Hutch works to become Olympic ski jumper
In a lot of ways, Tyler Hutch is just like every other 18-year-old senior in high school. He plays guitar, his favorite subject is history, and he's got friends and hobbies to keep him busy in his free time.
But in one big way, Tyler Hutch is very different from other 18-year-old seniors. Not every high school kid can say they've competed in six different Junior Olympics.
Hutch is a ski jumper, and has been since he was five years old.
"My parents took me to the ski hill near Grand Rapids, and I loved it." Tyler said.
Neither of his parents ever ski jumped, but maybe it was fate that led the Hutch family to the hill that day.
"My parents both cross country ski so (my sister Holly and I) got into skiing at a young age," Tyler said. "My parents saw flyers for a 'Learn to Ski Jump Day' and thought it would be fun."
Since then, he's been a part of the Itasca Ski Club in Coleraine, Minnesota. It was there that former Olympian ski jumper Jon Denney became Hutch's coach.
"He is an amazing coach," Tyler said. "I wouldn't be where I am today without him."
Thirteen years later, Denney is still a huge part of Hutch's life.
"The best part about him being my coach is his professional advice and great attitude," Tyler said. "(The best advice he's ever given me is) don't think too much. That helps me keep a level head and focus on the important aspects of ski jumping."
The Grand Rapids senior spends the majority of his weekends competing in ski jumping competitions, and 13 years of experience has paid off. He won the bronze medal at the Junior Olympics in Steamboat Springs, CT in 2010. He also got fifth in Salisbury, CT, seventh in Ishpeming, MI, and 12th in Park City, UT.
His first two Junior Olympics were located in Lebanon, NH, and Anchorage, AK. One of his favorite memories is still that first time he arrived in Lebanon almost seven years ago.
"It was the first big competition I was in," Tyler said.
Now that he's 18, his Junior Olympics days have come to an end. Which means the next stop in Hutch's ski jumping career is, hopefully, the Winter Olympics.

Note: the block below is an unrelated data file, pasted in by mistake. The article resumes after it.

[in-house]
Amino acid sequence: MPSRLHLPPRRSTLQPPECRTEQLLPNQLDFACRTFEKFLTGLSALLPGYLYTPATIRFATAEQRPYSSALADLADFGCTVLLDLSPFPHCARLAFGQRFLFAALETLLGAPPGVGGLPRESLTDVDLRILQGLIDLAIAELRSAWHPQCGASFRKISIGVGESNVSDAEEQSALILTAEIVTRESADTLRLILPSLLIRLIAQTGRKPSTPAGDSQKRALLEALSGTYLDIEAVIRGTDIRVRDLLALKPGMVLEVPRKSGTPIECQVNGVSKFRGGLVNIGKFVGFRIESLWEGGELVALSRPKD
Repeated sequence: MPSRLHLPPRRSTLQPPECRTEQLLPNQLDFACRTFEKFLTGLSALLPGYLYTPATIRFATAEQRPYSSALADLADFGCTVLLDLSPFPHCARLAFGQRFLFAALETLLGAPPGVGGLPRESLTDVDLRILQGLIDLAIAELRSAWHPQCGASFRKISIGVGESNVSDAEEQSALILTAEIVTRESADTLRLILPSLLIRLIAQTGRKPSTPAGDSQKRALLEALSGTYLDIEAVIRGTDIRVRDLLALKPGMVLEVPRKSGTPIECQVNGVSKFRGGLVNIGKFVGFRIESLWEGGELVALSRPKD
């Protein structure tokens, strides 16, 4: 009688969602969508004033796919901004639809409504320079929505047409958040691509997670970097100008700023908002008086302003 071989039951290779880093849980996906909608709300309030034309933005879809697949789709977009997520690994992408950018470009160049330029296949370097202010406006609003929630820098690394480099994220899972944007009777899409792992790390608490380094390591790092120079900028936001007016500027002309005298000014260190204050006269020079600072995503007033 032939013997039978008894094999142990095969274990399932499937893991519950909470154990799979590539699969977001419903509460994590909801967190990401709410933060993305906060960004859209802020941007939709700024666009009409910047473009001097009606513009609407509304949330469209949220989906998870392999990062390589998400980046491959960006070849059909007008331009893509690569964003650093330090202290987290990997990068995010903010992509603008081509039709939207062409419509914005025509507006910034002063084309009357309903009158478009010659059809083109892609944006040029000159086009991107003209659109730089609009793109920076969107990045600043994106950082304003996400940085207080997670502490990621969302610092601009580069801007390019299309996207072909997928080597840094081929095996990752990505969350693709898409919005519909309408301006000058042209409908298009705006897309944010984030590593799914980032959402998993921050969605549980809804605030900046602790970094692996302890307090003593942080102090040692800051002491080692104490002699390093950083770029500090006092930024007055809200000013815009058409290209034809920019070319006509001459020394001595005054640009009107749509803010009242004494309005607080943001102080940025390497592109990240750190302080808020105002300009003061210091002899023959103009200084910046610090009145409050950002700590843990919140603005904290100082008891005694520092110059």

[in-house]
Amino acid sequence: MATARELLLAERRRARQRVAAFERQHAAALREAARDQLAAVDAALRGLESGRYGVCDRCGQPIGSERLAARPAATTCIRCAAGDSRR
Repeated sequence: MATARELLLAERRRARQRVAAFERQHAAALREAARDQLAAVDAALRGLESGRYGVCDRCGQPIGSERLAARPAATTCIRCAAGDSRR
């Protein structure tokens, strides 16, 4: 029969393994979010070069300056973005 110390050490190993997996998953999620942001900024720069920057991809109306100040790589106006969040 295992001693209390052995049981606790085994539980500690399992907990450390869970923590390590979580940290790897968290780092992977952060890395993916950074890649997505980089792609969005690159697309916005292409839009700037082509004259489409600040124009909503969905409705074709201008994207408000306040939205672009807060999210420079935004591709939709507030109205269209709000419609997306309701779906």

"That's definitely a long-term goal," Tyler said. "I need to train much more often (to prepare). That means weight lifting, running, and skiing."
Competing in Sochi, Russia, as an Olympian in 2014 would probably top the list as one of Hutch's greatest lifetime accomplishments. Until that happens, something else ranks No. 1 on that list for now.
"Being selected to travel to Italy for a week for a competition is my greatest accomplishment," Tyler said. "It was an FIS Cup in Predazzo. It was an amazing experience and really helped me with my jumping."
His favorite part of the trip, he said, "was the amazing Italian food."
He's a skilled ski jumper, and he really loves the sport. It's that passion that may play a big role in his success.
"My favorite thing about ski jumping is going huge! Going far is the best feeling in ski jumping. It's what I live for," Tyler said. "My skis (are my most prized possession). I love ski jumping."
When he was younger he used to cross country ski and play soccer, but these days he's turned all of his focus to ski jumping. Since he's a senior, he'll be graduating this spring. For most kids that means starting college in the fall, but Hutch is planning to continue focusing on ski jumping.
"I'm considering taking a year off to train," he said.
When the time does come for him to go to college, he doesn't have any idea yet what he'll study, but his dream job would be something involving photography.
For now, he's just hoping for a picture-perfect career as a ski jumper.